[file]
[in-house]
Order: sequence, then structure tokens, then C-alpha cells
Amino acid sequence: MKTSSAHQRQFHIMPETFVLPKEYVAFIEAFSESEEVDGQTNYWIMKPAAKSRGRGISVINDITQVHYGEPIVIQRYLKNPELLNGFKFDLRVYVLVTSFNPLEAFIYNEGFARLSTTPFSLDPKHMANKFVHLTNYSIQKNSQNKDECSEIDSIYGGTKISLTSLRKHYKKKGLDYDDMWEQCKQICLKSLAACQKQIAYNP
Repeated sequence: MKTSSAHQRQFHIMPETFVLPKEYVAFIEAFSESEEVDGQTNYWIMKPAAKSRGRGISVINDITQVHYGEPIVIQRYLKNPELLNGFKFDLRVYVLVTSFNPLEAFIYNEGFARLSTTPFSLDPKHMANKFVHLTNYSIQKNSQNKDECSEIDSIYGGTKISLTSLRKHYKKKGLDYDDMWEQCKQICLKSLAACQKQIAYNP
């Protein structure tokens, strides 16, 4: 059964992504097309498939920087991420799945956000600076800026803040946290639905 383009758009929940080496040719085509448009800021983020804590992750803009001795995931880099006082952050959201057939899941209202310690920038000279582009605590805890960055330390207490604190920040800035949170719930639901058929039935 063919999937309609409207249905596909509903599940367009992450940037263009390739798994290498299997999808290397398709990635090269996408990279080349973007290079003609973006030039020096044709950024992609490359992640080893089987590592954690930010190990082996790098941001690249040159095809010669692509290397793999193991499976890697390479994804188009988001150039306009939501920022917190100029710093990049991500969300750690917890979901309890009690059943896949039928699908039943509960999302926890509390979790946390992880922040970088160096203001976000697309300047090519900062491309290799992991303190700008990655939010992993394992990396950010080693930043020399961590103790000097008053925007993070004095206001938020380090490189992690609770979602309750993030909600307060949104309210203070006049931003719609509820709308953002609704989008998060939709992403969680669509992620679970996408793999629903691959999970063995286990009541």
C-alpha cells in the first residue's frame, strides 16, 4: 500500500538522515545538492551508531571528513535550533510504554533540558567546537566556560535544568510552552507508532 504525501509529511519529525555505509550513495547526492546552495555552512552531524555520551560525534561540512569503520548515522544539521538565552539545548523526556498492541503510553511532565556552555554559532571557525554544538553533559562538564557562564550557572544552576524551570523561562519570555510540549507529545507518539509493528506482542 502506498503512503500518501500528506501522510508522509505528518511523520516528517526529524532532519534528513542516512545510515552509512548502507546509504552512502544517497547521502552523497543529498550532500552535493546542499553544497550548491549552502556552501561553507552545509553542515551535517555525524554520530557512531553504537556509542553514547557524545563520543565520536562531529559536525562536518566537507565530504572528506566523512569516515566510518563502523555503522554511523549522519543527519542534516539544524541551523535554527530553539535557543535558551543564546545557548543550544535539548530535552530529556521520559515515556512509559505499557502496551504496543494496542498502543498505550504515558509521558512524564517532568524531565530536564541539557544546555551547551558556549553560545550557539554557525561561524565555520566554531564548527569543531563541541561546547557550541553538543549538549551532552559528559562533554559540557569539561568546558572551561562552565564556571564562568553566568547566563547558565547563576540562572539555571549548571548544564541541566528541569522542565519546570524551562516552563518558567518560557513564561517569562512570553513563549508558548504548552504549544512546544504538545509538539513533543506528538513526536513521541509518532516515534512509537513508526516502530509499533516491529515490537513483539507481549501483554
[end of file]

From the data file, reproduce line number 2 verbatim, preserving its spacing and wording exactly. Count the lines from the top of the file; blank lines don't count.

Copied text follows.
Order: sequence, then structure tokens, then C-alpha cells